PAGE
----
South Australia

South Australia recorded the highest annual increase in construction costs of all states, up 10.5%.

The state’s quarterly growth rate was 2.2% which is the lowest increase of all five states.

Dwelling approvals rise in May: ABS

ABS data shows the pipeline of work could continue to mount, with the total number of dwellings approved rising 9.9% through May in seasonally adjusted terms.

“The increase in the total number of dwellings approved in May was driven by approvals for private sector dwellings excluding houses, which rose 32.0%,” said Daniel Rossi, ABS director of Construction Statistics.

“Approvals for private sector houses fell 2.7% in May, following a 0.2% fall in April.”

Across the country, Western Australia saw the highest approval for dwellings at 38.7% in seasonally adjusted terms.

Tasmania followed suit with 26.8% while Queensland and New South Wales also recorded increases of 20.9% and 4.7% respectively.

In South Australia and Victoria, both states’ dwelling approvals decreased by -21.3% and -6.6%.

In terms of approvals for private sector houses, all states apart from Western Australia (4.9% rise) recorded a decrease in seasonally adjusted terms.

New South Wales led the pack with -11.1%; South Australia, -4.1%; Queensland, -1.3%; and Victoria, -0.9%. 


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Update resultsUpdate
LenderHome LoanInterest Rate Comparison Rate* Monthly Repayment Repayment type Rate Type Offset Redraw Ongoing Fees Upfront Fees LVR Lump Sum Repayment Additional Repayments Split Loan Option TagsFeaturesLinkCompare
6.14% p.a.
6.20% p.a.
$2,047
Interest-only
Variable
$0
$835
70%
6.43% p.a.
6.68% p.a.
$2,143
Interest-only
Variable
$0
$530
90%
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6.43% p.a.
6.68% p.a.
$2,143
Interest-only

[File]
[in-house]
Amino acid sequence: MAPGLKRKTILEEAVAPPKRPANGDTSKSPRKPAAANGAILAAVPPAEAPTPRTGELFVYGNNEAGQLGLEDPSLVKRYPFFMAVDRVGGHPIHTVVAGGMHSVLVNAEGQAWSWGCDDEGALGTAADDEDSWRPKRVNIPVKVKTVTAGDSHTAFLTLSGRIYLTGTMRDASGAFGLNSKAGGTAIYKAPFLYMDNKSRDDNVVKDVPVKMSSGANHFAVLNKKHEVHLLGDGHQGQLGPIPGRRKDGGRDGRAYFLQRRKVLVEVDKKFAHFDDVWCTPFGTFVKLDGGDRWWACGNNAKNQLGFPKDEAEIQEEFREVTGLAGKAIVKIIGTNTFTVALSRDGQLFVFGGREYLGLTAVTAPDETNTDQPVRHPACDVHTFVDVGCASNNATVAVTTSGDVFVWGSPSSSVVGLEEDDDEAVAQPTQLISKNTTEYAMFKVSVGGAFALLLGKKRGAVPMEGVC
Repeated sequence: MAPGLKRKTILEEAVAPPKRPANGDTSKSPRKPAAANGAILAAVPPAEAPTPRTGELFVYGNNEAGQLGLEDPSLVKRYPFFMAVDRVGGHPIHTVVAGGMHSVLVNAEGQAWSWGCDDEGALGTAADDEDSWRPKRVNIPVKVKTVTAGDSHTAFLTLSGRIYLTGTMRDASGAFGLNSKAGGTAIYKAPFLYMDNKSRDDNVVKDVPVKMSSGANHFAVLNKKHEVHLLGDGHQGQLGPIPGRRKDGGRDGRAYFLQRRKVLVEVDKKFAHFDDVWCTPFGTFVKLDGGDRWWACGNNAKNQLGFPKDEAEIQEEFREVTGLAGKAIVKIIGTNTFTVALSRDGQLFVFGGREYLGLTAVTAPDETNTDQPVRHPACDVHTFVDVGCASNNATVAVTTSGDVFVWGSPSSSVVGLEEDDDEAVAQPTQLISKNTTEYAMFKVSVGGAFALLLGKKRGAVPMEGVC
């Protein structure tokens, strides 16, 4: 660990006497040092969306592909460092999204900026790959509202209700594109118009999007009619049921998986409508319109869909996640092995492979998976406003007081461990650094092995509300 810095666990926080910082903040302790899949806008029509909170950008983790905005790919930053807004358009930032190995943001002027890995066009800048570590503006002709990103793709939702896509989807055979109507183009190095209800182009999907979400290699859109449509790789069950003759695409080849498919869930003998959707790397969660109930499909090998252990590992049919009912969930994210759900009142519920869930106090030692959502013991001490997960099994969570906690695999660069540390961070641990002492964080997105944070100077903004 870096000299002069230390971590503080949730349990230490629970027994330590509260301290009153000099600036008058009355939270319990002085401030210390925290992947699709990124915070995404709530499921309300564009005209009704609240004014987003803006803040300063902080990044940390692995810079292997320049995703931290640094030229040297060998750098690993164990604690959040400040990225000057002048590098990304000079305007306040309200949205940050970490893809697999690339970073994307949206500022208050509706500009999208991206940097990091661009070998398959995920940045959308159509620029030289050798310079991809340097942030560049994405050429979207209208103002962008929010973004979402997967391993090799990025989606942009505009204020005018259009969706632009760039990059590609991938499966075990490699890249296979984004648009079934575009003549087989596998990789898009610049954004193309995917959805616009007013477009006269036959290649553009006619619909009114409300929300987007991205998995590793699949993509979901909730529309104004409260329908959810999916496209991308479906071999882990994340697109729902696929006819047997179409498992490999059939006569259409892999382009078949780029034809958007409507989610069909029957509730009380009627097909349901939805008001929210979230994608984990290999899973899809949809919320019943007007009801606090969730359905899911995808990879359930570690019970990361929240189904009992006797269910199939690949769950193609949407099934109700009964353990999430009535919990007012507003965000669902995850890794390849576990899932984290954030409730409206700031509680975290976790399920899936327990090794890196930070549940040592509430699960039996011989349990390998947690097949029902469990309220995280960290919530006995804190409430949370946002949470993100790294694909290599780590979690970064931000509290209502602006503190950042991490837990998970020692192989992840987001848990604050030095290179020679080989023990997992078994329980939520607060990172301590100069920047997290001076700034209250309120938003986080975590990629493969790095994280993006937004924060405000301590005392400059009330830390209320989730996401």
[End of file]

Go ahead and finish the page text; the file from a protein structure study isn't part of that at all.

Variable
$0
$530
90%
6.45% p.a.
6.20% p.a.
$2,515
Principal & Interest
Variable
$0
$1,520
60%
6.74% p.a.
6.42% p.a.
$2,247
Interest-only
Variable
$0
$600
90%
6.92% p.a.
6.95% p.a.
$2,307
Interest-only
Variable
$0
$300
80%
6.94% p.a.
7.19% p.a.
$2,313
Interest-only
Variable
$0
$530
80%
7.54% p.a.
7.45% p.a.
$2,513
Interest-only
Variable
$0
$500
80%
7.81% p.a.
7.84% p.a.
$2,882
Principal & Interest
Variable
$0
$600
69.99%
8.29% p.a.
8.62% p.a.
$3,016
Principal & Interest
Variable
$0
$0
80%
8.56% p.a.
8.58% p.a.
$2,853
Interest-only
Variable
$0
$600
69.99%
8.68% p.a.
8.75% p.a.
$2,893
Interest-only
Variable
$0
$800
95%
Important Information and Comparison Rate Warning

Base criteria of: a $400,000 loan amount, variable, fixed, principal and interest (P&I) home loans with an LVR (loan-to-value) ratio of at least 80%. However, the ‘Compare Home Loans’ table allows for calculations to be made on variables as selected and input by the user. Some products will be marked as promoted, featured or sponsored and may appear prominently in the tables regardless of their attributes. All products will list the LVR with the product and rate which are clearly published on the product provider’s website. Monthly repayments, once the base criteria are altered by the user, will be based on the selected products’ advertised rates and determined by the loan amount, repayment type, loan term and LVR as input by the user/you. *The Comparison rate is based on a $150,000 loan over 25 years. Warning: this comparison rate is true only for this example and may not include all fees and charges. Different terms, fees or other loan amounts might result in a different comparison rate. Rates correct as of . View disclaimer.